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In Search of Poetry: Richard Murphy

What is the cost of poetry? Or rather, what is the cost to oneself and others of a life of dedication to a lonely art? Which perfection, in the Yeatsian formula, do you choose, the life or the work? The title of Richard Murphy’s new book suggests a reflection on the art of poetry from a master practitioner now approaching his 90th birthday, but the book is much more personal and intimate than that. Part journal, part working diary, part memoir, all from the early 1980s, it charts the initiation and development of the sonnet sequence that would make up The Price of Stone, the poet’s much praised 1985 collection. Each poem in what became a 50 sonnet sequence ventriloquises a building that has a resonance for the poet. This in turn means that the poet becomes the addressee, the biographical subject matter displaced into the consciousness of a roof-tree, restaurant, industrial school or ancestral home. They are free to address and accuse the poet so that the sequence also functions as an …

To Mark Anthony in Heaven

Another I couldn't resist


William Carlos Williams

To Mark Anthony in Heaven

This quiet morning light
reflected, how many times
from grass and trees and clouds
enters my north room
touching the walls with
grass and clouds and trees.
Anthony,
trees and grass and clouds.
Why did you follow
that beloved body
with your ships at Actium?
I hope it was because
you knew her inch by inch
from slanting feet upward
to the roots of her hair
and down again and that
you saw her
above the battle's fury--
clouds and trees and grass--

For then you are
listening in heaven.

What Gets Lost

I couldn't resist this one, by the brilliant poet, essayist and translator of Borges, Neruda, José Emilio Pacheco, Herberto Padillo, Eugenio Montejo and others.


Alastair Reid
What Gets Lost

I keep translating traduzco continuamente entre palabras words que no son las mías into other words which are mine de palabras a mis palabras.

Y, finalmente, de quién es el texto? Who has written it? Del escritor o del traductor writer, translator o de los idiomas or language itself? Somos fantasmas, nosotros traductores, que viven entre aquel mundo y el nuestro between that world and our own. Pero poco a poco me ocurre que el problema the problem no es cuestión de lo que se pierde en traducción is not a question  of what gets lost in translation sino but rather lo que se pierde what gets lost entre la ocurrencia -sea de amor o de desesperación between love or desperation- y el hecho de que llega a existir en palabras  and its coming into words. Para nosotros todos, amantes, habladores as lovers or users of…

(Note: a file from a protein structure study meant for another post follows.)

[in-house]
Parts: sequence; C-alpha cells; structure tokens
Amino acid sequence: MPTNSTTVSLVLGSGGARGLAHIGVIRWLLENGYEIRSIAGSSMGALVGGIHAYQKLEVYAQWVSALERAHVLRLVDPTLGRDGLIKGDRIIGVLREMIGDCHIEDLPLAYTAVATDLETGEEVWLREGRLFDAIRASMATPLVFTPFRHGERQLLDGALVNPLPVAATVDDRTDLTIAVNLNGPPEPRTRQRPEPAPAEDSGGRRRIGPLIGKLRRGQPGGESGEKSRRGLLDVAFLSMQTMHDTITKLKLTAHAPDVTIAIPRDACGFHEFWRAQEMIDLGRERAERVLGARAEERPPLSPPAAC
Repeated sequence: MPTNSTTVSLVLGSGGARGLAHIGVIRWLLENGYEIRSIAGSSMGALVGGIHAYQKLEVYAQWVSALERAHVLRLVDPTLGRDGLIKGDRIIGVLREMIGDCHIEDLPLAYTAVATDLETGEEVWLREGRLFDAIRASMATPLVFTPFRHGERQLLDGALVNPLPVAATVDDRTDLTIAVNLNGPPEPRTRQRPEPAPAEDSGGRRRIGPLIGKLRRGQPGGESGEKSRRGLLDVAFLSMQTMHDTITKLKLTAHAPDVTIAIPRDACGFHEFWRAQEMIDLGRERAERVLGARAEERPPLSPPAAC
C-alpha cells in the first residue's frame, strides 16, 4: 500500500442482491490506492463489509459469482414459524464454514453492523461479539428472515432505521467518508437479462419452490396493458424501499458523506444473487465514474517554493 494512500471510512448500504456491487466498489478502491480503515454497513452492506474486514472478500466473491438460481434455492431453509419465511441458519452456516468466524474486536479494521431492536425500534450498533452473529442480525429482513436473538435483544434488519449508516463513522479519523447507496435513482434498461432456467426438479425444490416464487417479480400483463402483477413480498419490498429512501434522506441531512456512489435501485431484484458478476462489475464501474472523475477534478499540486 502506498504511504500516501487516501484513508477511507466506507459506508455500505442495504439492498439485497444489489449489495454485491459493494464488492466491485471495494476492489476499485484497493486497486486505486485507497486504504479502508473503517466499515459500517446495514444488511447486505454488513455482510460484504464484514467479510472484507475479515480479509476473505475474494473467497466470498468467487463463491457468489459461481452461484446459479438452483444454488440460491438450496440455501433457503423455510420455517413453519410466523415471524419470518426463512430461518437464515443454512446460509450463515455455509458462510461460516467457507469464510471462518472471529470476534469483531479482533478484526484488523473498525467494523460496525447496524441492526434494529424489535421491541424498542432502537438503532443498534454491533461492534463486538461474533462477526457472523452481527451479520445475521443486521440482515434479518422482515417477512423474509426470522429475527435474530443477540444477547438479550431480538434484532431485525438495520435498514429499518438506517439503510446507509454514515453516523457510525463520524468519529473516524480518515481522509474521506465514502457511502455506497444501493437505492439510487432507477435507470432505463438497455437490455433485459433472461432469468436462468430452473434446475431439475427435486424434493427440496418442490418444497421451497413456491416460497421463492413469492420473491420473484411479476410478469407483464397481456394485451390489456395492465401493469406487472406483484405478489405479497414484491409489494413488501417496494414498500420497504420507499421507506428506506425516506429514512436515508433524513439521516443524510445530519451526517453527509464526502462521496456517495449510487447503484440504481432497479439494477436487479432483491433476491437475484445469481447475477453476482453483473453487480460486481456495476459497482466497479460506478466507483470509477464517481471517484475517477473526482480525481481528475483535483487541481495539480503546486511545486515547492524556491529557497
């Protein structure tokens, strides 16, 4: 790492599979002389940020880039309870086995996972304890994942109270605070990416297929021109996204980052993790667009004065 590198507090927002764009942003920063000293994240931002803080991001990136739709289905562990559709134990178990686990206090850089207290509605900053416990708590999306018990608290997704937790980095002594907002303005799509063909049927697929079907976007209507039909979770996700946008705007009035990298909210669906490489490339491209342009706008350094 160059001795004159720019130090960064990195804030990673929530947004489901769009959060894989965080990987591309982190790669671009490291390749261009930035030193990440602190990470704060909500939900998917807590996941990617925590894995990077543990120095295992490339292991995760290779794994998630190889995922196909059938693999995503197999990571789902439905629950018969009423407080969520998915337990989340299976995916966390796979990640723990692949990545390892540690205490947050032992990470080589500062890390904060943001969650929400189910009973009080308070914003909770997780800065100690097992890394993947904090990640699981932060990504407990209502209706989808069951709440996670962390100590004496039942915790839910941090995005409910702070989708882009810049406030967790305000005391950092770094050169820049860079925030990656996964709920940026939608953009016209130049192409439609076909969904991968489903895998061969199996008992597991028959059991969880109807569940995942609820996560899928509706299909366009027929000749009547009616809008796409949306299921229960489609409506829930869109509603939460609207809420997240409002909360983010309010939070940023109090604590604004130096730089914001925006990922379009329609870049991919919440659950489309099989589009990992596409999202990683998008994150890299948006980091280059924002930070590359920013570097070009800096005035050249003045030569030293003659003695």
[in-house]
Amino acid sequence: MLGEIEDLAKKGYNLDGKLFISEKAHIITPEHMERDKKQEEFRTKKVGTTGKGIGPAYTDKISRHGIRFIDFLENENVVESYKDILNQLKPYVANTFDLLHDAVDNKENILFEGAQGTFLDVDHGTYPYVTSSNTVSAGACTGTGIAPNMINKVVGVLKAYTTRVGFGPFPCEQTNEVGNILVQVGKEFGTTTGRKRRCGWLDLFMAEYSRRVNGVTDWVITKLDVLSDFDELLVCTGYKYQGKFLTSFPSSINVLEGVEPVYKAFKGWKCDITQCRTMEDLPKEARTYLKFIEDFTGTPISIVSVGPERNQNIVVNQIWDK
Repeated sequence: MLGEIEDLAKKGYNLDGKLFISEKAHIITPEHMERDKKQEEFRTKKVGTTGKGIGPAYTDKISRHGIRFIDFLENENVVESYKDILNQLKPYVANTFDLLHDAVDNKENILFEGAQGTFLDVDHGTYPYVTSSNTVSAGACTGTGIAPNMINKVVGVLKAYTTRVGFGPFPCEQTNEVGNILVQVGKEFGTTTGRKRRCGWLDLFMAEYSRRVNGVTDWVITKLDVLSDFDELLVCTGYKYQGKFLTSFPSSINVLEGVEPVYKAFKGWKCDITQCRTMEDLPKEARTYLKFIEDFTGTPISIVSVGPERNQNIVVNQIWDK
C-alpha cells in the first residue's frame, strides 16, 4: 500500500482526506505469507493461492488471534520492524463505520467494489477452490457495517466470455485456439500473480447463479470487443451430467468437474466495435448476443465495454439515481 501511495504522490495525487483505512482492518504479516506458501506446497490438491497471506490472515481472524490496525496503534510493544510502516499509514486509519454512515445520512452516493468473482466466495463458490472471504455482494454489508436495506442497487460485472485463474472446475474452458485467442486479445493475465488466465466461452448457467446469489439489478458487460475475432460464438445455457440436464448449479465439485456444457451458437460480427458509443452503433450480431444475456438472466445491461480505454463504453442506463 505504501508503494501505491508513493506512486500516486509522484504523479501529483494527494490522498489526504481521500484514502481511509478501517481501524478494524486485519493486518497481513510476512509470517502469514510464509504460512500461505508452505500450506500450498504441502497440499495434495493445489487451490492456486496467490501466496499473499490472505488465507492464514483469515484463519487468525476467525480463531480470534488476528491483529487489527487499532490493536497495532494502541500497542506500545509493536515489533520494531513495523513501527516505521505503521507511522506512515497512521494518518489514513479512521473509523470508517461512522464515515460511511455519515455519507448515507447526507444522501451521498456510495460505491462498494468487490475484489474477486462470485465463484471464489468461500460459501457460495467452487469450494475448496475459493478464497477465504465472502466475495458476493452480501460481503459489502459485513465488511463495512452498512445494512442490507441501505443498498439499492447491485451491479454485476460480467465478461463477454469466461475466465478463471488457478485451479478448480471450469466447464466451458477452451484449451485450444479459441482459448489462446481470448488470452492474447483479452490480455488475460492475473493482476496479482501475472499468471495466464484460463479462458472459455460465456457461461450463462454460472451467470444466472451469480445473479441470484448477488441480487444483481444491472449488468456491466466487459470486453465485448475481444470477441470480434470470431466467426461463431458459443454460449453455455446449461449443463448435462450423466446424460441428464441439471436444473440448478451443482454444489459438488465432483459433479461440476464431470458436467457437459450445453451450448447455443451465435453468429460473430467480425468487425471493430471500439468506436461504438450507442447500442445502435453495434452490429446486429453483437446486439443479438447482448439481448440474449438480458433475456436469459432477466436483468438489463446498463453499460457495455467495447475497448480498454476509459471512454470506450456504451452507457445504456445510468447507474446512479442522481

Fictions of otherness

(An essay on poetry translation, from the Dublin Review of Books, December, 2016

We carry poems around with us in our heads, part of the internal tradition we create for ourselves. Often these are translations, although that fact may not necessarily register. When something causes us to dwell on the poem as translation, the result can be troubling. To give just one example, Czesław Miłosz’s “Encounter” has been part of my own personal anthology for many years. Recently I had cause to dig it out again. Here, first of all, is the poem in the English version I remembered:

    Encounter

    We drove before dawn through frozen fields,
    The red wing was rising, yet still the night.

    And suddenly a hare shot across our path.
    One of us pointed to it with his hand.

    That was long ago and both are dead:
    The hare and the man who stretched his arm.

    O my love, where are they, where do they lead,
    The flash of a hand, the line of movement, the swishing icy ground?

    I as…

The lure of the troubadours

David Cooke has published a selection from Sway in his online poetry magazine The High Window.

The book will be out later this year, I'll post details later.

The High Window is full of all sorts of goodies -- well worth checking out.

Sway

My new book, Sway, Versions of Poems from the Troubadour Tradition, will be published by Gallery Press in October. This one is a riff rather than a version, taking as its starting point a line by the 12th century trobairitz, Beatriz, Countess of Dia.


Riff for Beatriz
Ab joi et ab joven m’apais

I feed on joy and youth    the rest
forget    all texts
abandoned     I feed
with joy     I feed on you or would
were you here    were I there
by the lake    in the wood    where the
nightingales are    I hear them
the buds along the branches roar
the frost withdraw    I feast on the season
that you may come to me
like light to the trees    I set
my pilgrim heart to roam
I am here   your loosened armour  your
Saracen hands   I feed
on spices and desert air
the rest is argument    discourse
the lines unwinding
the lines bound like the twigs of a broom
to sweep you away and pull you back
my dust is yours together we blow through the meadows
I was here but now
a stir of language in the trees     bird…

A Shared Wonder of Light

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I'm launching A Shared Wonder Of Light, Poems & Photographs From West Cork & Kerry", poems by John Kinsella, photographs by John D'Alton on Sunday 12 June at 3pm in Arthur Mayne's, Donnybrook, in case anyone is free. It's brilliant collaboration ...